So in this ‘economy run’ it got 4.4 miles per kWh, for comparison the ID.3 got 4.7. The fabled Kona got over 5!There is a Norwegian Motor magazine comparison test where the Ioniq 5 performs OK. Use Google translate on this link
It makes me feel slightly better, not sure many other people are that bothered.So in this ‘economy run’ it got 4.4 miles per kWh, for comparison the ID.3 got 4.7. The fabled Kona got over 5!
The ID.3 gets a kicking on here for its lack of efficiency, especially in the cold, but I think this test shows the Hyundai will be competitive.
We now know it will return somewhere between 2.18 and 4.4 miles per kWh at least!
I think the sooner we get back to buying ‘cars’ rather than ‘efficiency’, we’ll all be a lot happier…
In that Norway test linked above, the ID.4 achieved 4.28 miles per kWh.It makes me feel slightly better, not sure many other people are that bothered.
The new Hyundai/Kia cars are a lot bigger cars though. More comparable with the ID4? That will make them all very similar for efficiency.
I think that the logic of running out and back again on test is meant to account for head or tail wind variation, but of course doesn’t tackle side winds. I think the latter is in the ‘too difficult to do box’ for most YT reviewers.I don’t think we know if he was driving into a headwind. Many people (including semi-pro/pro reviewers like him and Bjørn often just seem to almost ignore the effect of wind).
(I drove the Kona at 68mph in similar conditions to what he experienced (similar temp and heavy rain, but with a head wind of between 10-20 mph) and got 2.8mi/kWh)
Yeah normally the A-B-A method will mostly even things out, at least on shortish trips - but when they do the trips taking 6+ hours one way and then 6+ hours back there’s quite a large window there for the wind to have changed quite significantly.I think that the logic of running out and back again on test is meant to account for head or tail wind variation, but of course doesn’t tackle side winds. I think the latter is in the ‘too difficult to do box’ for most YT reviewers.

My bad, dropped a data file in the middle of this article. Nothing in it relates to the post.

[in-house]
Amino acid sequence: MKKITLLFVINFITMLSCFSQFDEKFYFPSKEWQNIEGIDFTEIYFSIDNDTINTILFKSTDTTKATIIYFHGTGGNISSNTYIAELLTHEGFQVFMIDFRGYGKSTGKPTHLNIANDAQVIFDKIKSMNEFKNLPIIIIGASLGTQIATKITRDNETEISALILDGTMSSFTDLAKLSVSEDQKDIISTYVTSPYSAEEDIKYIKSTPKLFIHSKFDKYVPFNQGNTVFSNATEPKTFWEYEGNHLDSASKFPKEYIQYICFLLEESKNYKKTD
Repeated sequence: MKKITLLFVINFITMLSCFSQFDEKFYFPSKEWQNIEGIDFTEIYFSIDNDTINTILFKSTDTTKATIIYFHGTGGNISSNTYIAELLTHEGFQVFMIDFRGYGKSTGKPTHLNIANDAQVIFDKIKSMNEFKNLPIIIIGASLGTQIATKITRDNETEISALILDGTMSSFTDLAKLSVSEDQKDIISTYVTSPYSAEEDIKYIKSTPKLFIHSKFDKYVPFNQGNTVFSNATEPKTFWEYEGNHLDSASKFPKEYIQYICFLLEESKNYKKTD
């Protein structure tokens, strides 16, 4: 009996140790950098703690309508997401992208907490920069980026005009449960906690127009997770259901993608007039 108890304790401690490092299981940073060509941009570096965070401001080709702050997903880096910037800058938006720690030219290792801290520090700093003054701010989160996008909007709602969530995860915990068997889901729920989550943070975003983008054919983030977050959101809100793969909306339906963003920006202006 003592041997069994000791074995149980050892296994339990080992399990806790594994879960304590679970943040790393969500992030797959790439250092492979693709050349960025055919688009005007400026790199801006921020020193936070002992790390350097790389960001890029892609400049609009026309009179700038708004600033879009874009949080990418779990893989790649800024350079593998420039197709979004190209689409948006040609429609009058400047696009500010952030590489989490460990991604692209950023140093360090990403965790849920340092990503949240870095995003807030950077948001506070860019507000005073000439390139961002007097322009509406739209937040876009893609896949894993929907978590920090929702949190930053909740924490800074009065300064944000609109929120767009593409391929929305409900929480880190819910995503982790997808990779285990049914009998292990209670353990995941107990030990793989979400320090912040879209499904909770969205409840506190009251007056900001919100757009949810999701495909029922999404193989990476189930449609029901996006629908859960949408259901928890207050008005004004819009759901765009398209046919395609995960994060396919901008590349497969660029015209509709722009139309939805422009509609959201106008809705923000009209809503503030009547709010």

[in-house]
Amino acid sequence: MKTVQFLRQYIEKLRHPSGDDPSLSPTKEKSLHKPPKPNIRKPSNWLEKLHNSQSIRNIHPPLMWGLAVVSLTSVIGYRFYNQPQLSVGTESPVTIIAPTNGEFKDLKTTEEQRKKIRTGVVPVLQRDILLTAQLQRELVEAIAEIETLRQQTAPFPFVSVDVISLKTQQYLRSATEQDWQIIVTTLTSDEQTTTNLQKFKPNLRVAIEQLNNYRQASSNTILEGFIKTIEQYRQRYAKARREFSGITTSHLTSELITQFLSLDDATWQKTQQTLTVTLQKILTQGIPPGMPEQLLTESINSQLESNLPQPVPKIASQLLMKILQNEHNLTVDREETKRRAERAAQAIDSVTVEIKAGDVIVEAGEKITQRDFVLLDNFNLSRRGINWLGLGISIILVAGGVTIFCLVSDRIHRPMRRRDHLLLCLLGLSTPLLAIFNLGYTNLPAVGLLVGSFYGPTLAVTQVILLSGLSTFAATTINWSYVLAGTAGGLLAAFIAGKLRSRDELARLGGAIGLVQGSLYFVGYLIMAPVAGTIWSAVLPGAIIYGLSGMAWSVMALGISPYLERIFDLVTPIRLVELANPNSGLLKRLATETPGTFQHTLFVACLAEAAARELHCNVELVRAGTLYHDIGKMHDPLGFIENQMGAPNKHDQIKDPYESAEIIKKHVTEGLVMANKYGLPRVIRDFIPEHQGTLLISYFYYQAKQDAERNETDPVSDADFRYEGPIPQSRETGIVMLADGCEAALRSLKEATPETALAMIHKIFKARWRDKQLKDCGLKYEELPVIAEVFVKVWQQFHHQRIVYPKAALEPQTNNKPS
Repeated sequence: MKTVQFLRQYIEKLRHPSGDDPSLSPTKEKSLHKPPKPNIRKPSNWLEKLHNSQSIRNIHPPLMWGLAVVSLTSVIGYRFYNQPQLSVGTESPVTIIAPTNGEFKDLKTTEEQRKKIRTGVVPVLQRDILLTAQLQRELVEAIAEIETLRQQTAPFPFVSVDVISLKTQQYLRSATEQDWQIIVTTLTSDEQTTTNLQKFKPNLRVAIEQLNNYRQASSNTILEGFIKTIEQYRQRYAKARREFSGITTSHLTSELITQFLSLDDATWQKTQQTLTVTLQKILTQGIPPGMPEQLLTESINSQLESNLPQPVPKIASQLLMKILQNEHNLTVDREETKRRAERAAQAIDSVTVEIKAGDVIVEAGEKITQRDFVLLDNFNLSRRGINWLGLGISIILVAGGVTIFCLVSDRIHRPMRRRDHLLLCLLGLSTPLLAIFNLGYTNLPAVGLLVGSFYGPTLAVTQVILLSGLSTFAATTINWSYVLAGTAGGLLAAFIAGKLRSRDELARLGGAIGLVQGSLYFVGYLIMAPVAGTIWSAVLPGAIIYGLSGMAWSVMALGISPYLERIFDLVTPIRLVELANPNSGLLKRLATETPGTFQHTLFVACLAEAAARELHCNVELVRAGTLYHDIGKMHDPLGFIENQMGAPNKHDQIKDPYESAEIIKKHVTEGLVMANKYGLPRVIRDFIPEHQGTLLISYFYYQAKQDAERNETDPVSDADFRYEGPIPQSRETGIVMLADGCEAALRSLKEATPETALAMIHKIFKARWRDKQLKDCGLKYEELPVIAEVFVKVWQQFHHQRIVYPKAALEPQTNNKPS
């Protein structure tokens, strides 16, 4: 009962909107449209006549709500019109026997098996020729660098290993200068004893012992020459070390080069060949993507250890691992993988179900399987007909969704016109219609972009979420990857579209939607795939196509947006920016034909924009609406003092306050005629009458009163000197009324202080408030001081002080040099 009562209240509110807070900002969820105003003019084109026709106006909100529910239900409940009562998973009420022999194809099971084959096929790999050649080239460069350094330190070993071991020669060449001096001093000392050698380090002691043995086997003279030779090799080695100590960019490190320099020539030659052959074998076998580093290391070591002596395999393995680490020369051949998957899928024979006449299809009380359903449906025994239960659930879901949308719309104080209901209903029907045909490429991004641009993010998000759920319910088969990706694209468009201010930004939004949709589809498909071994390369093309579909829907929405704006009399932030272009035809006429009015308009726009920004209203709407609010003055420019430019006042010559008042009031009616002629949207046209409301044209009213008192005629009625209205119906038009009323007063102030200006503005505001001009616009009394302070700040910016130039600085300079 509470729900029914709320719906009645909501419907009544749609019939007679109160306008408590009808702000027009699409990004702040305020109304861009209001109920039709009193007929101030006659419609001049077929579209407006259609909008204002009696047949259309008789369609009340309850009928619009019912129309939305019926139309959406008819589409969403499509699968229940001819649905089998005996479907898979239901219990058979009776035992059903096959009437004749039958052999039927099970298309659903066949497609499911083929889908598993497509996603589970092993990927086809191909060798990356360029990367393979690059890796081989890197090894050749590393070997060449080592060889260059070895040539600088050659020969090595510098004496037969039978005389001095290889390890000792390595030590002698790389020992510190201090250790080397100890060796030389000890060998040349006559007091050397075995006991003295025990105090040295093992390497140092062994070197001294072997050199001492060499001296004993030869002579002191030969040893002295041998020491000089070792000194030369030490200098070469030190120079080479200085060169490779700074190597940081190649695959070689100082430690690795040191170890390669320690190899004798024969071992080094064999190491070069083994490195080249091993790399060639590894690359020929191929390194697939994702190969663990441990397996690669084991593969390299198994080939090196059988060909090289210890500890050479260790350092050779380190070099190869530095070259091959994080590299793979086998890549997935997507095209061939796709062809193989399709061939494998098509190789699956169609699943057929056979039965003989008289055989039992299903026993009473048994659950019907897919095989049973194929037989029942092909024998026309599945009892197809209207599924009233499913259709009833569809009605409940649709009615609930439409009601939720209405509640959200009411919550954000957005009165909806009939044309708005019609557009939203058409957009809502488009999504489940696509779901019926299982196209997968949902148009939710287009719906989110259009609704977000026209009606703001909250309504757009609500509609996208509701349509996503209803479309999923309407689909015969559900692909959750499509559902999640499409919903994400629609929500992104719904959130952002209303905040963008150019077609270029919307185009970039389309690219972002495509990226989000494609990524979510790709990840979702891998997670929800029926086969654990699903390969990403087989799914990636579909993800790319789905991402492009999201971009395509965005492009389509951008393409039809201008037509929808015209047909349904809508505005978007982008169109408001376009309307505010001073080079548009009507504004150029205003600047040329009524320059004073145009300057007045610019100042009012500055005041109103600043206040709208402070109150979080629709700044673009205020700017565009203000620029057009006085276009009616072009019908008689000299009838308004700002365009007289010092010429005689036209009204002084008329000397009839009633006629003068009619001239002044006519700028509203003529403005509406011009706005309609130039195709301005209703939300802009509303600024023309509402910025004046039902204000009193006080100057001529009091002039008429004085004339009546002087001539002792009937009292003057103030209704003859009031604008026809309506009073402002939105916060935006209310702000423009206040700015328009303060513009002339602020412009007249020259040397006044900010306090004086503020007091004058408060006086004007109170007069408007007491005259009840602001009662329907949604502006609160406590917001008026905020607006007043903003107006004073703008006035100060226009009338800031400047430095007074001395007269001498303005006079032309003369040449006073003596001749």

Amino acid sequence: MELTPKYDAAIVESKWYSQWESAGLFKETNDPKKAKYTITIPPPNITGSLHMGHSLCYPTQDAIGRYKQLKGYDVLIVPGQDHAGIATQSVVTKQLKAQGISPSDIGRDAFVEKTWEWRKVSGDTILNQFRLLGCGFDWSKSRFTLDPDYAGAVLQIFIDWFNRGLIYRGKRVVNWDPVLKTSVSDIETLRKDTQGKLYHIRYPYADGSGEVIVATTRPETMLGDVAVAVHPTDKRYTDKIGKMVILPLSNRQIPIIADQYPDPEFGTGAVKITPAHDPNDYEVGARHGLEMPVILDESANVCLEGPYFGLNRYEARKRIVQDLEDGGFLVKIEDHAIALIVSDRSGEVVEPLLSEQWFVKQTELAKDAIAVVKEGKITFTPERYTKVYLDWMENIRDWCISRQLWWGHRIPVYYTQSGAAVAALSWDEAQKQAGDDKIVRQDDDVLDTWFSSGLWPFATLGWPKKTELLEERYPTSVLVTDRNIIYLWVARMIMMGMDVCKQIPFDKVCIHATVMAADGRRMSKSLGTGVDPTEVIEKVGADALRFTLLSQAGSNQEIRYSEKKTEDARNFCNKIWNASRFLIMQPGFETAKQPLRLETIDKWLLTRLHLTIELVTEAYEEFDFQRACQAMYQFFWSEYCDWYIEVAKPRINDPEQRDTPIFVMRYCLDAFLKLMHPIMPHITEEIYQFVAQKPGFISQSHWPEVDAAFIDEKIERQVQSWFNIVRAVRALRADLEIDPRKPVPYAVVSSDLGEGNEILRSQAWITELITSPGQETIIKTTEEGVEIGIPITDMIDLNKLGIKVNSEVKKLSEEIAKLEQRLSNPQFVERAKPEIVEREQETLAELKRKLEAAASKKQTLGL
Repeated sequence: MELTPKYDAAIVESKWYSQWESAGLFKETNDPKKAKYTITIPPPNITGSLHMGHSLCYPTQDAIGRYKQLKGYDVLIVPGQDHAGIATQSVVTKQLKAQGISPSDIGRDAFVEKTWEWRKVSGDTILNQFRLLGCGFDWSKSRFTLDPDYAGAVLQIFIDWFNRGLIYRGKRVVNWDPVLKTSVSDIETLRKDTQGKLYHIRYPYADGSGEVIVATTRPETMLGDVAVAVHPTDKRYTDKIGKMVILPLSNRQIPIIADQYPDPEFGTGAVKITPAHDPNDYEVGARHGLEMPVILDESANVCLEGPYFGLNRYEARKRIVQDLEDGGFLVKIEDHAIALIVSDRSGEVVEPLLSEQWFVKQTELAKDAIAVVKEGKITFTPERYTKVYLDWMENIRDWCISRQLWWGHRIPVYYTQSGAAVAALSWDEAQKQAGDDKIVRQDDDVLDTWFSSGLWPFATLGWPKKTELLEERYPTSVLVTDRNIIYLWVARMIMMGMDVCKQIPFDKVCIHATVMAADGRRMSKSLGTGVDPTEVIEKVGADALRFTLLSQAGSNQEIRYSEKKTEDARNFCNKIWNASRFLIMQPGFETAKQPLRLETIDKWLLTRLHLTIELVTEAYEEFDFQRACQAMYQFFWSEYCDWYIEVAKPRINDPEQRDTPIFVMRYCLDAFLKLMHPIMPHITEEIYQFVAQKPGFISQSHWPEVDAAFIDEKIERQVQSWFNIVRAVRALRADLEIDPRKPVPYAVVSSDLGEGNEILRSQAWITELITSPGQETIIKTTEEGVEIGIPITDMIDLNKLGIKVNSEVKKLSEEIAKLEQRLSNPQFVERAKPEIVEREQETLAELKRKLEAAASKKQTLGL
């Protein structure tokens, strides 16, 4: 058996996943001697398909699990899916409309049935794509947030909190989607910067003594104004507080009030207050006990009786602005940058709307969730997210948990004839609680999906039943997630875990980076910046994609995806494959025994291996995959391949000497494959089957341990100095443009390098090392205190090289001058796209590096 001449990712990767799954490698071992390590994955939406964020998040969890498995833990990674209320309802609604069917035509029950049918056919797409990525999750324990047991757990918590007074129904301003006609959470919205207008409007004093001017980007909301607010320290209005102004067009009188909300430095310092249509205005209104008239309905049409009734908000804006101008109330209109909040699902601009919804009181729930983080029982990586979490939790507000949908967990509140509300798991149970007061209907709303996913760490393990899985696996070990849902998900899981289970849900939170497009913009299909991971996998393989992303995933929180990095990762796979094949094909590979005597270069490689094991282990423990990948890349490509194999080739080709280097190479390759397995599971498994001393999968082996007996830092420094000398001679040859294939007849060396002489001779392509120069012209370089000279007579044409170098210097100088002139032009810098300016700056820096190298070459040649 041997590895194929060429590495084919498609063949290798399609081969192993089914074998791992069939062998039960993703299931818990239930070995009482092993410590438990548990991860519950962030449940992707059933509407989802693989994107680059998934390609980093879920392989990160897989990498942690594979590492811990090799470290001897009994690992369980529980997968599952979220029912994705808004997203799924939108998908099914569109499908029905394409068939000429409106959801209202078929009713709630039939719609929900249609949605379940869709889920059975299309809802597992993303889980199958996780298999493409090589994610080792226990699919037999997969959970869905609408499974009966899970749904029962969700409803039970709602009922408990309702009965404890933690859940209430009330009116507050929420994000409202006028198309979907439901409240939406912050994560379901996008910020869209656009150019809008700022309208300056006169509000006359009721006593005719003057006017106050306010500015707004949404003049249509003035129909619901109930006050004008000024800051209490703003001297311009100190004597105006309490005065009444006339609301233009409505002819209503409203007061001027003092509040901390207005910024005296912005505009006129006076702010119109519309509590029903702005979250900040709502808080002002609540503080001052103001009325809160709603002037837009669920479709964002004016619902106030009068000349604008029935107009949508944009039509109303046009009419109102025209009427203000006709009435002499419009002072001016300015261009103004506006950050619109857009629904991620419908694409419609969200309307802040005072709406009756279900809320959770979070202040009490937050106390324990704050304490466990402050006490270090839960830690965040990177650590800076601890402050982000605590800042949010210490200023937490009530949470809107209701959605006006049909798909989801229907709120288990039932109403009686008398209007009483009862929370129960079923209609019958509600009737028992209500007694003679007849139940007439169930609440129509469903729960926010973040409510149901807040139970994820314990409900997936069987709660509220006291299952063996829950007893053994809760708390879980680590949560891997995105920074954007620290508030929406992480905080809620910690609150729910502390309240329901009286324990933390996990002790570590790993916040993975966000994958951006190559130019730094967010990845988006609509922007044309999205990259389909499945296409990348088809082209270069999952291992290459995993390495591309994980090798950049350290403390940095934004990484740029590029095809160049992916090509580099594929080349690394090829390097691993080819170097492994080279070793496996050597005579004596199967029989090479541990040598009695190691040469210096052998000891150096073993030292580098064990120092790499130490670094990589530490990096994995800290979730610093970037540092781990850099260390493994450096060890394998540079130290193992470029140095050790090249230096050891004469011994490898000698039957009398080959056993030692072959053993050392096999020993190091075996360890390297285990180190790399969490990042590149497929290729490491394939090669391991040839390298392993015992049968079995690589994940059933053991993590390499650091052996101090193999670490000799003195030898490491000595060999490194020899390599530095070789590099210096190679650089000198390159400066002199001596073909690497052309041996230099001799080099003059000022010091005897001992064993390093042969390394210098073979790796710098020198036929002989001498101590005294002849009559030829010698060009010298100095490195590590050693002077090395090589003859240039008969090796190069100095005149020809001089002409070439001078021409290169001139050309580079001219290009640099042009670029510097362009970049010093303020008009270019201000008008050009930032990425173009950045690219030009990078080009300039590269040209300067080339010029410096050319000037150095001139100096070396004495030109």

It’s just a guide isn’t it, everybody will get different numbers depending on where and how they’re driving, even before weather and temps sticks its oar in.
I've never understood this thinking in 90% of saloon cars either - never yet had a car without a rear wiper where you can actually see out properly in poor conditions (even if the aero theory worked the car will sit at times and accumulate dirt from the rain). It's a terrible design choice. They could easily have fixed this on a premium EV like the Ioniq 5 with a rear view mirror camera (a'la Honda E). I'm kinda glad it looks like it's going to be well out of my lease bracket at the moment as it was the first EV I've been really excited about. ID3 it'll be next at this rate!Like nobody believed me when I said that "aerodymanics will NOT keep the rear window clear of rain" This is marketing BS ad have had other cars with exactly the same claims which were also BS.
The rear window of the Ioniq 5 on the freeway in this video was full of rain water with almost zero visibility! Was not being cleared by aerodymanics...
Also after it has rained over night for example, you go to flick the rear wash wipe to clear the rear screen of rain water and realise there is not one and you cannot see a thing. Any cameras are often similarly affected unless heated.Driving at urban speeds never created enough airflow to clear the rear window either. Using the rear demister will eventually work but will take longer than the 1 second it would take with a proper and should come as standard for safety rear wiper.